“Crime in the Wilderness” – Excerpt


Sept. 1980

He slammed the truck door shut angrily, almost catching his boot toe in the door, and jammed the key in the ignition.  His clothes were wet and partially decayed leaves clung as if trying to hold him back from leaving.  The hike through the damp underbrush had been taxing for him and he tried to get his breathing under control.  He was in good shape, but not used to hauling a hundred and ten pounds of dead weight through dense foliage.

He shook involuntarily and gripped the steering wheel to steady himself.  How could this have happened?  He wasn’t a cold-blooded killer.  It had started out as an accident, not premeditated certainly.  A crime of passion which was inevitable.  He questioned himself and then rejected any responsibility.  It was much easier to blame Rainey.

She generated such anger, such frustration in him.  Plans she’d messed up with her stubbornness, what she’d taken from him.  He settled back in the truck seat and could feel the cool leather through his flannel shirt.  He wondered what Rainey felt as the life drained out of her and had a twinge of guilt.  He shouldn’t be so happy she was gone.  It would break her mother’s heart.  He would have to help Beverly get  past it.

But the anger he’d felt at the time warranted hitting Rainey.   A lot of problems would be resolved with her gone and she would no longer suck time from his life, control everything, and leave him in limbo.  He knew he should feel remorse and searched for a thread of sadness for a moment but satisfaction over-ruled.  No sense dwelling on it.  It’s done.  He’d get past this, too.  Get on with life.  He’d been waiting a long time for things to change.

Rainey bore the fault anyway, for coming back to Alaska.  If she’d stayed in California plans would have worked out all the way around.  At least he’d resisted torturing her – like she’d emotionally tortured him for so long.  After the initial strike he’d wanted to watch her suffer some more, wanted to make her feel the pain he’d endured all this time, but he controlled himself.  He was proud of that fact.  Knowing she would die terrified and alone in the woods would be satisfaction enough for him.  She deserved it.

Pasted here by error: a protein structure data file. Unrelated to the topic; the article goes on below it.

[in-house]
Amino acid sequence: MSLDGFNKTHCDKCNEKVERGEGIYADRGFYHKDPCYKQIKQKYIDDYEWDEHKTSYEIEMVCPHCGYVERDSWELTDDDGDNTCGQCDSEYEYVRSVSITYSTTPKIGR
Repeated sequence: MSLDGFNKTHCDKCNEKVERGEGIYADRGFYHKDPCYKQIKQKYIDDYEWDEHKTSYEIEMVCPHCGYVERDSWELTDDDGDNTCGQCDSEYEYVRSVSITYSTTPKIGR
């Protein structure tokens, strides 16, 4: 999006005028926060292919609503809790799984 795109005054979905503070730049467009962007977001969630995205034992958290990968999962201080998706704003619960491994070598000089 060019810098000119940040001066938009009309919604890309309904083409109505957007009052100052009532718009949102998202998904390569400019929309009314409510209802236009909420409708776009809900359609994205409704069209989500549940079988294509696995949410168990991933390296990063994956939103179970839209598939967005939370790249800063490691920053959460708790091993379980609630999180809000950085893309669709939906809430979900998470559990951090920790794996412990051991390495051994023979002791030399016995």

He smiled, remembering the sound of the baseball bat striking her skull.  The thought both disturbed and satisfied him.  Afterward, when he saw her chest rise, he had a moment of indecision but knew there would be no going back.  A little time in the remote woods would finish the job without him since she wouldn’t survive the night.  So he didn’t really kill her and everything could go back to normal, better than normal now that Rainey couldn’t jerk everyone around.

He had to buy some time, so she could have her peaceful death.  Like a child falling asleep after a bedtime story, drifting off into the great unknown on a cloud of mist, like a Princess.  Yes, like a little princess, he thought and smiled.

He snapped back to reality.  He had to have a story, an alibi, and a convincing reaction to Rainey’s ‘unknown whereabouts’.  This was all happening so fast.  Excitement coursed through his veins as he thought about his options.  He was smart.  He could pull this off.  He turned the ignition and the truck backfired, then choked to life.  He needed to get that spark plug replaced he thought as he put the truck in gear and pulled out onto the highway, taking a deep cleansing breath.

It would take at least an hour to get home.  His conscience slunk off into the dark recesses of his mind while cold rationale slithered in and wrapped itself around his brain stem, twanging the emotional tightrope he walked between sane and insane.


Rainey lay silent in the cold wet foliage, hardly daring to breathe, feeling the spidery tree branches reaching up from the dying underbrush and tentatively poking, then jabbing her legs and back.  The vicious throbbing in her head kept her from losing consciousness again while the coarsely woven blanket cocooning her allowed only a dimly filtered view of her surroundings.

Shadowy outlines of heavy tree boughs waved through the frigid air overhead, accompanied by the smell of northern spruce, decaying needles and rotting ground cover.  Rough fibers of the blanket wicked moisture from beneath her where pressure points of her body contacted the ground.  The duct tape bindings cut into her flesh chilling her core, stiffening her joints, but she dare not move.

She didn’t know how long she’d been lying there and strained her eyes, trying to recognize something, anything that might identify her surroundings.  The brittle overgrowth of the forest floor gave way to wet spongy moss that depressed with the weight of her small body, pulling her deeper into the sodden earth.  It would be her final resting place if she wasn’t found soon.

Her left eyelid continued to swell, blocking her vision as she tried to blink away the warm stickiness gluing the edges.  Layers of duct tape constricted her chest and knees, adding more misery as they curled into thin strips and rubbed her skin raw through the damp blanket.

A fearful rush of adrenalin shot through her and she fought to control her shivering; resisted the need to gulp oxygen.  She knew she must try to remain deathly still, control her panic attacks.

She listened for the sound of anyone nearby – did she hear a shovel turning the earth?  She tried to ignore how badly her body ached, her nose itched.

She startled at the thought of being buried alive, her mind batting away the fog that enveloped it, fighting for clarity.  Maybe if she moved to indicate she was still alive he would be relieved.  Maybe it was all just a tragic mistake in the heat of the moment.  Maybe he never meant for it to go this far.

Maybe, if she moved, he would make sure she was dead…